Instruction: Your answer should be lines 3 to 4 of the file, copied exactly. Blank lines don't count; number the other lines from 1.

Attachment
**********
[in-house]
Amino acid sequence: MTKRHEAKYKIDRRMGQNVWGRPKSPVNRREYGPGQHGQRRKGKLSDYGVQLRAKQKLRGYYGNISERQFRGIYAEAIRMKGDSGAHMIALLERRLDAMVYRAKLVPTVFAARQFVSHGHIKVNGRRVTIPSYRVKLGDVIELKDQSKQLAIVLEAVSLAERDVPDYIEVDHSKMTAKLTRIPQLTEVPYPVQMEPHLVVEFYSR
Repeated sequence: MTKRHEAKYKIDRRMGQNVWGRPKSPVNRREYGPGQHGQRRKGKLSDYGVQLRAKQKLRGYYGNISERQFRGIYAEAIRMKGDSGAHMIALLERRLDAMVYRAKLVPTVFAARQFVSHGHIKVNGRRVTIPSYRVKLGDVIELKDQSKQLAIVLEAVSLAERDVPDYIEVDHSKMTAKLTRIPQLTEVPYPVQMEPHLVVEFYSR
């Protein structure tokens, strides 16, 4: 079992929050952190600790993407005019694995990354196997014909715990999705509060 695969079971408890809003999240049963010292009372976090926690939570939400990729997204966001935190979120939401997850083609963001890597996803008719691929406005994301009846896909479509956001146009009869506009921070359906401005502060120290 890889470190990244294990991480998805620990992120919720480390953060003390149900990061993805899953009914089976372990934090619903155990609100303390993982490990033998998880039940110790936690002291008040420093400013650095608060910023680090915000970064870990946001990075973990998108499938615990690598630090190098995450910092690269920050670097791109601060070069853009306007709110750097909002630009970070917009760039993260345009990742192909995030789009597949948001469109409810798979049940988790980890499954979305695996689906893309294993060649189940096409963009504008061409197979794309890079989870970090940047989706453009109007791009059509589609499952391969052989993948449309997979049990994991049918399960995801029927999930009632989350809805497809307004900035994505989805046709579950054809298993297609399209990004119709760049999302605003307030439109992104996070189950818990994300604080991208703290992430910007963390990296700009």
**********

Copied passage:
Repeated sequence: MTKRHEAKYKIDRRMGQNVWGRPKSPVNRREYGPGQHGQRRKGKLSDYGVQLRAKQKLRGYYGNISERQFRGIYAEAIRMKGDSGAHMIALLERRLDAMVYRAKLVPTVFAARQFVSHGHIKVNGRRVTIPSYRVKLGDVIELKDQSKQLAIVLEAVSLAERDVPDYIEVDHSKMTAKLTRIPQLTEVPYPVQMEPHLVVEFYSR
């Protein structure tokens, strides 16, 4: 079992929050952190600790993407005019694995990354196997014909715990999705509060 695969079971408890809003999240049963010292009372976090926690939570939400990729997204966001935190979120939401997850083609963001890597996803008719691929406005994301009846896909479509956001146009009869506009921070359906401005502060120290 890889470190990244294990991480998805620990992120919720480390953060003390149900990061993805899953009914089976372990934090619903155990609100303390993982490990033998998880039940110790936690002291008040420093400013650095608060910023680090915000970064870990946001990075973990998108499938615990690598630090190098995450910092690269920050670097791109601060070069853009306007709110750097909002630009970070917009760039993260345009990742192909995030789009597949948001469109409810798979049940988790980890499954979305695996689906893309294993060649189940096409963009504008061409197979794309890079989870970090940047989706453009109007791009059509589609499952391969052989993948449309997979049990994991049918399960995801029927999930009632989350809805497809307004900035994505989805046709579950054809298993297609399209990004119709760049999302605003307030439109992104996070189950818990994300604080991208703290992430910007963390990296700009």